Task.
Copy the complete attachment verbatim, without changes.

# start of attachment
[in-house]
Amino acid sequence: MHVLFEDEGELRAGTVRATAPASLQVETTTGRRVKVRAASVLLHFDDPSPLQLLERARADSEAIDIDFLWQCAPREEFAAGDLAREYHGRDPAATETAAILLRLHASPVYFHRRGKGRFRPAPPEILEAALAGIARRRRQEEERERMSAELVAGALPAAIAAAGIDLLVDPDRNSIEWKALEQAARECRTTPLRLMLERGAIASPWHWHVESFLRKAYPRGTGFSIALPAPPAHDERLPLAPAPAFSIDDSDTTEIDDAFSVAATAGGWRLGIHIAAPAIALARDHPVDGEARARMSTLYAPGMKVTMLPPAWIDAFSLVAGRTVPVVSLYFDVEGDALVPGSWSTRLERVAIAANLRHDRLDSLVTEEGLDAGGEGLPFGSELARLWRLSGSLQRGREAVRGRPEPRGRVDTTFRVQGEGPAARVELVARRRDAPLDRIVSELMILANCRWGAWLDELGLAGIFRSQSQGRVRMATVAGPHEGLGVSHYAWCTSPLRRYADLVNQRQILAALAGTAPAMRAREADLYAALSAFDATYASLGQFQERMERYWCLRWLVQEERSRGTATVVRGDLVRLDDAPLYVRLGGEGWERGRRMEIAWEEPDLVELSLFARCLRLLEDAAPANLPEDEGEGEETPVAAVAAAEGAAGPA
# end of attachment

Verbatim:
[in-house]
Amino acid sequence: MHVLFEDEGELRAGTVRATAPASLQVETTTGRRVKVRAASVLLHFDDPSPLQLLERARADSEAIDIDFLWQCAPREEFAAGDLAREYHGRDPAATETAAILLRLHASPVYFHRRGKGRFRPAPPEILEAALAGIARRRRQEEERERMSAELVAGALPAAIAAAGIDLLVDPDRNSIEWKALEQAARECRTTPLRLMLERGAIASPWHWHVESFLRKAYPRGTGFSIALPAPPAHDERLPLAPAPAFSIDDSDTTEIDDAFSVAATAGGWRLGIHIAAPAIALARDHPVDGEARARMSTLYAPGMKVTMLPPAWIDAFSLVAGRTVPVVSLYFDVEGDALVPGSWSTRLERVAIAANLRHDRLDSLVTEEGLDAGGEGLPFGSELARLWRLSGSLQRGREAVRGRPEPRGRVDTTFRVQGEGPAARVELVARRRDAPLDRIVSELMILANCRWGAWLDELGLAGIFRSQSQGRVRMATVAGPHEGLGVSHYAWCTSPLRRYADLVNQRQILAALAGTAPAMRAREADLYAALSAFDATYASLGQFQERMERYWCLRWLVQEERSRGTATVVRGDLVRLDDAPLYVRLGGEGWERGRRMEIAWEEPDLVELSLFARCLRLLEDAAPANLPEDEGEGEETPVAAVAAAEGAAGPA